Jewish World Review Sept. 22, 2000 / 21 Elul 5760
James K. Glassman
Smaller companies in the stock market are known as small caps because their market capitalizations are typically measured in the hundreds of millions of dollars, whereas large caps are valued in the tens and even hundreds of billions. Small caps as a group haven’t been a very popular investment vehicle in recent years – they’ve generally lagged behind the big corporate names.
However, this year things are changing, and history says that you’d do well to put some of your money into small, publicly traded companies. A good proxy for small caps is the Russell 2000, an index of the 1001st through the 3000th largest companies in America by market value. While we hear a lot about the big corporate names, it may surprise you to learn that this year the Russell 2000 is handily beating the S+P 500, the Dow and the NASDAQ composite.
This could be the beginning of a trend. Historically, small caps actually do better than large caps. Ibbotson Associates, the excellent Chicago research firm, has tracked the performance of all classes of stocks over time, with some interesting results. For the years 1926-1999, small caps delivered an average annual return of 12.63%, edging out the large caps, which returned 11.35% during the same period.
In contrast, during the specific period of the 1990s, the big companies trounced the little guys in investment performance. For the decade of the 1990s, the S+P 500 beat the small caps by an annual average of 3 whole percentage points – 18.2% for the big guys and 15.09% for the small caps. And the big company dominance was even more dramatic during the five-year period ending in 1999. For the years 1995-1999, large caps returned a sizzling annual average of 28.55%, while the small caps delivered just 18.49%. In any other era, of course, returns of better than 18% per year would be cause for celebration, but in these wonderful times of ours it’s been mediocre. So small caps have been out of favor.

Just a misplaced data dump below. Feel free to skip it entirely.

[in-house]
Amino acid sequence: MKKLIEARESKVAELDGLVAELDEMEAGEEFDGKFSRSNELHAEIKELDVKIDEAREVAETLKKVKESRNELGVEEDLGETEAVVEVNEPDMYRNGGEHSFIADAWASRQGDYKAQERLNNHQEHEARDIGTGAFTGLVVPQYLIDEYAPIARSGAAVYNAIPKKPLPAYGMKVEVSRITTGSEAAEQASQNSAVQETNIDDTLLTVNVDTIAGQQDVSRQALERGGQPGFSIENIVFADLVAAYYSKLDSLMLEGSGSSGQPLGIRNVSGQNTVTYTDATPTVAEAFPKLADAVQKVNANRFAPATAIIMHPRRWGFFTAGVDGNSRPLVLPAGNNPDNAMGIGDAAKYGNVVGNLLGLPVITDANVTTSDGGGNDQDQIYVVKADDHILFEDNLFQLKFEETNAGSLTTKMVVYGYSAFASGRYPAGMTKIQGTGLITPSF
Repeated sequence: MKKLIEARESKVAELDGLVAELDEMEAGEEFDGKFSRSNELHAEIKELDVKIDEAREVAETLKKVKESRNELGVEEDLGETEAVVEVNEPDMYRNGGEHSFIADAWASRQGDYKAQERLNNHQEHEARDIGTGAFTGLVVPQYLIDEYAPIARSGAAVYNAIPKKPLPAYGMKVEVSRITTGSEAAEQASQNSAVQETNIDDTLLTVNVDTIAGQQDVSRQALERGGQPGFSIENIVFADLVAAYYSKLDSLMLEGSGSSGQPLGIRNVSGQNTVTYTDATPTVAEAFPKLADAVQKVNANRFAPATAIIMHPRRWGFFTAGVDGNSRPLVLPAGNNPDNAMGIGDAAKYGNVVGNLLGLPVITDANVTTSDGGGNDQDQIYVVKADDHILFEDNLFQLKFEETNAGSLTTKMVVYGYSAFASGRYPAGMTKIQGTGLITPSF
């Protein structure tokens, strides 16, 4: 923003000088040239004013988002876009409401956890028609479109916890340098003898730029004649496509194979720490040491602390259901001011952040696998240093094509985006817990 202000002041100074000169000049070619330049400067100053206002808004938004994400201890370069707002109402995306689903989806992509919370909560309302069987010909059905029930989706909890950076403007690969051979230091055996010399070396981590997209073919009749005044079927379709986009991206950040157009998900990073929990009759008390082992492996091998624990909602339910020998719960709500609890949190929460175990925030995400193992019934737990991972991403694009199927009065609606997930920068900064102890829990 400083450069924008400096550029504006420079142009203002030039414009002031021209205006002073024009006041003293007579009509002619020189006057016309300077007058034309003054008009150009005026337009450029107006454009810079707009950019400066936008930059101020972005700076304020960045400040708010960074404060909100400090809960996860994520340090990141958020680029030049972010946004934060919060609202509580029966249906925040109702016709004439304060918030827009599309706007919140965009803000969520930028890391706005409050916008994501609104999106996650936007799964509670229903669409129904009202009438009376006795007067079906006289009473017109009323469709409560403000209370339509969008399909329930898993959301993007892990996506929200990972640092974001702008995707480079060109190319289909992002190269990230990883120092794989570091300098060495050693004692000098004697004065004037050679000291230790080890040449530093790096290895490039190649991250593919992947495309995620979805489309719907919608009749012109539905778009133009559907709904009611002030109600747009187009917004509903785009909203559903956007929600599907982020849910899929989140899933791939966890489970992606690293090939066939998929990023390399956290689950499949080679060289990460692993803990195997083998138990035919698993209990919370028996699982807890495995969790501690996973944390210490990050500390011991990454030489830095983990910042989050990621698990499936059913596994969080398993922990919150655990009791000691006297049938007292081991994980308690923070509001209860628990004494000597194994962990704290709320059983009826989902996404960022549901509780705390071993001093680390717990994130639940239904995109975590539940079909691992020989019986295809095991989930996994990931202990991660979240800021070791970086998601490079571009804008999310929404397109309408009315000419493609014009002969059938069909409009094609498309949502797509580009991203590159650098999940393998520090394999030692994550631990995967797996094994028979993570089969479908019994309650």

Knowing that large caps have had an amazing run in recent years, and knowing that history gives the edge to small caps over the long haul, you can react to this information in one of two ways. You can either say that the markets have changed, that the New Economy gives particular advantages to huge corporations, that our global markets now favor multi-national giants – or you can say that small caps are due for a run and large caps are due for a fall. If you’re of the mindset that the markets have permanently changed to favor the big guys, remember the old saying on Wall Street: The most dangerous four words in investing are, “This time, it’s different.”
Actually, I’m not saying that I think the big guys are headed south. As regular readers know, I’m an unrepentant tech bull and I love buying great firms for the long term. But only a foolish investor ignores the potential riches to be found in small caps.
I always urge people to buy and hold, but buying for the long term is particularly important with small caps, because history shows that they are extremely volatile – so don’t venture into this territory if you’re playing with your 17-year-old’s college fund.
How to invest? If there’s a company that you love that makes a great
product, there's nothing wrong and practically everything right with buying
09/20/00: Is the New York Times Rooting for Disaster?